By: Ahmad Graves-El
MILLVILLE, N.J. – There are numerous nonprofit organizations in Cumberland County created with the intent to help lift the community up from a seemingly deep-rooted financial and mental malaise. One of those organizations is the Creative Enterprise Center (CEC), an arm of Holly City Development Corporation (HCDC) in Millville.
SNJ Today had the opportunity to talk with Lisa Romano, manager of the CEC, in an attempt to learn about the Center and the positive programming that takes place within the building. Romano, prior to her position at the CEC, was assistant director of the Riverfront Renaissance Center for the Arts in Millville for about three years. She enthusiastically talked to us about cooperative workspaces, workshops, and plans to help bring the people of the community together in a positive manner.
• What is the Creative Enterprise Center?
The Creative Enterprise Center is a co-working [or cooperative] workspace. It is the first co-working space in Cumberland County. It’s a mixed-use facility. It’s 3,000 square feet. You can rent a desk for the month. You can come for the day and work, if you’d like. It’s perfect for an entrepreneur or someone who … works at home, or somebody [who has a ] start-up business that can’t afford a storefront. All your utilities are paid, you have your high-speed internet. You have all the coffee and snacks that you want. You get us!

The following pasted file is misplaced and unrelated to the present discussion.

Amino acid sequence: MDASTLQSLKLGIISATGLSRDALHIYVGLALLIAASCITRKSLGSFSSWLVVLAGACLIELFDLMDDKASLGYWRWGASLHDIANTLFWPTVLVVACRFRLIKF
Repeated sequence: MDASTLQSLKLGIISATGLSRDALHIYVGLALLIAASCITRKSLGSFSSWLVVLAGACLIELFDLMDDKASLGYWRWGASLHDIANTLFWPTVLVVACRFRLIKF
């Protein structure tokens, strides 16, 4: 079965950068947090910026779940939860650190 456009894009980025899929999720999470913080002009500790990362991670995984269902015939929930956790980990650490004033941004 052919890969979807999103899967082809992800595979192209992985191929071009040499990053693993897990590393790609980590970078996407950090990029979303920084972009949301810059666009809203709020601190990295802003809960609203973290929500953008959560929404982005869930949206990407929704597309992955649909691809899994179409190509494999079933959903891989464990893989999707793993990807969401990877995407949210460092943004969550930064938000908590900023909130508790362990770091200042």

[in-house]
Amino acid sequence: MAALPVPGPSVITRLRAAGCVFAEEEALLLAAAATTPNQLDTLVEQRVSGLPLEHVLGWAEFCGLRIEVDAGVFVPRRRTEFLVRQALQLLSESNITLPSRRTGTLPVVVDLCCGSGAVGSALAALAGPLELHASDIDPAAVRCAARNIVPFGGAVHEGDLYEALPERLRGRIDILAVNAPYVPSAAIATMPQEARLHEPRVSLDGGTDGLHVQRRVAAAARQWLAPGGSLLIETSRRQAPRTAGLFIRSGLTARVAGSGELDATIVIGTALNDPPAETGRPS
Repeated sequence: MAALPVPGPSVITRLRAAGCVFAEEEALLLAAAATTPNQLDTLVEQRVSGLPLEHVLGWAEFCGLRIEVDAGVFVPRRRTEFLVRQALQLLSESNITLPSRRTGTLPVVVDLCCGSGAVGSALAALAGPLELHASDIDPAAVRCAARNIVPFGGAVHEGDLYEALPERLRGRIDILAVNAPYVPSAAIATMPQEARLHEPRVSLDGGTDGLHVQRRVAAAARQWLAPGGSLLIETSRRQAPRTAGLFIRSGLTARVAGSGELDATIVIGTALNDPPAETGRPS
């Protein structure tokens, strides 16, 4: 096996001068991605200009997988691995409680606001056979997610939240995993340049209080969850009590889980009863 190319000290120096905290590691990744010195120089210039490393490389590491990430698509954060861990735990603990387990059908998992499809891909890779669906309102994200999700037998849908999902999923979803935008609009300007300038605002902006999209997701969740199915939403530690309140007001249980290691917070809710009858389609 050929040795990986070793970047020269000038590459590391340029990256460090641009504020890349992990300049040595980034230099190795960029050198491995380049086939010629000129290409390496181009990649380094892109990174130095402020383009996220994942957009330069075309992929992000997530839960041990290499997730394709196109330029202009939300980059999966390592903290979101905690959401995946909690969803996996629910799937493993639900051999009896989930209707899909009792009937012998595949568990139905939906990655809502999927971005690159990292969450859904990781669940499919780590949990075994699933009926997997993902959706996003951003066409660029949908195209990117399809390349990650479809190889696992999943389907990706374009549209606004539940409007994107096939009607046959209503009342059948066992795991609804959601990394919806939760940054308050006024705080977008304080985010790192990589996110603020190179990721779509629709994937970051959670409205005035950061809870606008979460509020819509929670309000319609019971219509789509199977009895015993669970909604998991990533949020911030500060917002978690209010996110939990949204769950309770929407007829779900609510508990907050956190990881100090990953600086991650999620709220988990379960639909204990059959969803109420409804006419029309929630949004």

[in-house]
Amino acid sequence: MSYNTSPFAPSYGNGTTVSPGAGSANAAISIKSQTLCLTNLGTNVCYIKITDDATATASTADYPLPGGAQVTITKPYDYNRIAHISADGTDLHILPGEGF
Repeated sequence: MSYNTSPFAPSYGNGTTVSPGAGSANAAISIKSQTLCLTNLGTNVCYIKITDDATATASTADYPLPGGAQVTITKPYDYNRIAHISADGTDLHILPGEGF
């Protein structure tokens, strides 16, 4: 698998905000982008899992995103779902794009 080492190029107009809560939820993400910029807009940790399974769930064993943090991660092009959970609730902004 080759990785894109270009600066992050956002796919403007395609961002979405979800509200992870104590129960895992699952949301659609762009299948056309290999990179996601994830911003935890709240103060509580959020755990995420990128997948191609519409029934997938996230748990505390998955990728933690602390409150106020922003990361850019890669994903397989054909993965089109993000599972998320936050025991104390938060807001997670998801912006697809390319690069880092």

• And who’s us?
Holly City Development Corporation and many people that come in, because there are collaborative partners. [The ability to] copy, fax, and scan all comes with your membership. Plus, there are private offices—they are presently rented—but they are only $230 a month. It’s pretty inexpensive to have a business [here]. And then we have a conference room space that we do rent out for $50 an hour. Also, with your membership, you get four hours free a month of conference room space. In our conference room, that’s where we have our business workshops. We’ve had quite a few. The one coming up is the first one that we’ve charged for, and that’s put on by the State UCEDC.
(The UCEDC, according to its website, is “a private, non-profit economic development corporation, dedicated to boosting local economies and strengthening communities through business development and job creation.”)
• What’s the name of the program put on by the State UCEDC that the CEC will be hosting?
Entrepreneurship 101. The first 10 Cumberland County residents that complete the course will get a $125 scholarship. (This six-week business course began on May 15 and takes place every Wednesday from 10 a.m. to noon through June 19).
• That’s a great idea and incentive for people who want to participate. Whose idea was it to give the scholarship?
Heather Santoro. She’s the executive director of Holly City Development Corporation. We’re committed to not only the residents of center city, but also the businesses downtown. We can see that High Street needs some help, so we’re hoping this can serve as a business incubator in a way or a business resource center. We’ve had credit repair workshops, we’ve had grow-your-own business workshops. We did an Ask the Expert series where we brought in a banker [and] we brought in an attorney … [and] they were all free. We had a four-part marketing seminar that was free and we plan to do more free programming. And, like I said, the [Entrepreneurship 101] is the first one that we’ve had to charge for, but we’re trying to help minimize some of the cost by offering the scholarships. And, if you intend on opening a business in center city, or you have a business in center city, you could be eligible for a microloan.
• How much would the microloan be?